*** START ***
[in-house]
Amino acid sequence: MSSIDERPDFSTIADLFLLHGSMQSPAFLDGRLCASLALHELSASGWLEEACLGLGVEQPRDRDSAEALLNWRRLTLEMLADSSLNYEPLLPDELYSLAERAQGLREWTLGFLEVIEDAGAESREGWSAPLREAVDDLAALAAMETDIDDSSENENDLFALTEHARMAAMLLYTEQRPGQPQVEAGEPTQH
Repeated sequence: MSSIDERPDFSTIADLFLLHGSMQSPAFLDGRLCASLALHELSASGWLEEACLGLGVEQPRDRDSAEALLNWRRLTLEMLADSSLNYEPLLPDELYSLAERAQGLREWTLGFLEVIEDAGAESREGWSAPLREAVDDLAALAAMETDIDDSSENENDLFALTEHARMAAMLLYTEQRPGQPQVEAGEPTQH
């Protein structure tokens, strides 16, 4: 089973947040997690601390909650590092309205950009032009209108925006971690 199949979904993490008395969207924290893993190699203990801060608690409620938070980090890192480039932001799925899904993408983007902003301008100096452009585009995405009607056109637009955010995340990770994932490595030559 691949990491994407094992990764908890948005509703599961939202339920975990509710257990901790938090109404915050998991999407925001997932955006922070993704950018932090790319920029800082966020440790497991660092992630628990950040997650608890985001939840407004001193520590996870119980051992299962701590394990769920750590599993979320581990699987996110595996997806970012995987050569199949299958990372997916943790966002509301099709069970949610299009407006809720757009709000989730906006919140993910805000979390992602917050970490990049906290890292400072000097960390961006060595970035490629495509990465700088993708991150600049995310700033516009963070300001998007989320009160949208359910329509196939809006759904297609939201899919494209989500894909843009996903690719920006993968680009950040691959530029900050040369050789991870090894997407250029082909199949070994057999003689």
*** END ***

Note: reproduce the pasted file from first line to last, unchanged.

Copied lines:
[in-house]
Amino acid sequence: MSSIDERPDFSTIADLFLLHGSMQSPAFLDGRLCASLALHELSASGWLEEACLGLGVEQPRDRDSAEALLNWRRLTLEMLADSSLNYEPLLPDELYSLAERAQGLREWTLGFLEVIEDAGAESREGWSAPLREAVDDLAALAAMETDIDDSSENENDLFALTEHARMAAMLLYTEQRPGQPQVEAGEPTQH
Repeated sequence: MSSIDERPDFSTIADLFLLHGSMQSPAFLDGRLCASLALHELSASGWLEEACLGLGVEQPRDRDSAEALLNWRRLTLEMLADSSLNYEPLLPDELYSLAERAQGLREWTLGFLEVIEDAGAESREGWSAPLREAVDDLAALAAMETDIDDSSENENDLFALTEHARMAAMLLYTEQRPGQPQVEAGEPTQH
């Protein structure tokens, strides 16, 4: 089973947040997690601390909650590092309205950009032009209108925006971690 199949979904993490008395969207924290893993190699203990801060608690409620938070980090890192480039932001799925899904993408983007902003301008100096452009585009995405009607056109637009955010995340990770994932490595030559 691949990491994407094992990764908890948005509703599961939202339920975990509710257990901790938090109404915050998991999407925001997932955006922070993704950018932090790319920029800082966020440790497991660092992630628990950040997650608890985001939840407004001193520590996870119980051992299962701590394990769920750590599993979320581990699987996110595996997806970012995987050569199949299958990372997916943790966002509301099709069970949610299009407006809720757009709000989730906006919140993910805000979390992602917050970490990049906290890292400072000097960390961006060595970035490629495509990465700088993708991150600049995310700033516009963070300001998007989320009160949208359910329509196939809006759904297609939201899919494209989500894909843009996903690719920006993968680009950040691959530029900050040369050789991870090894997407250029082909199949070994057999003689």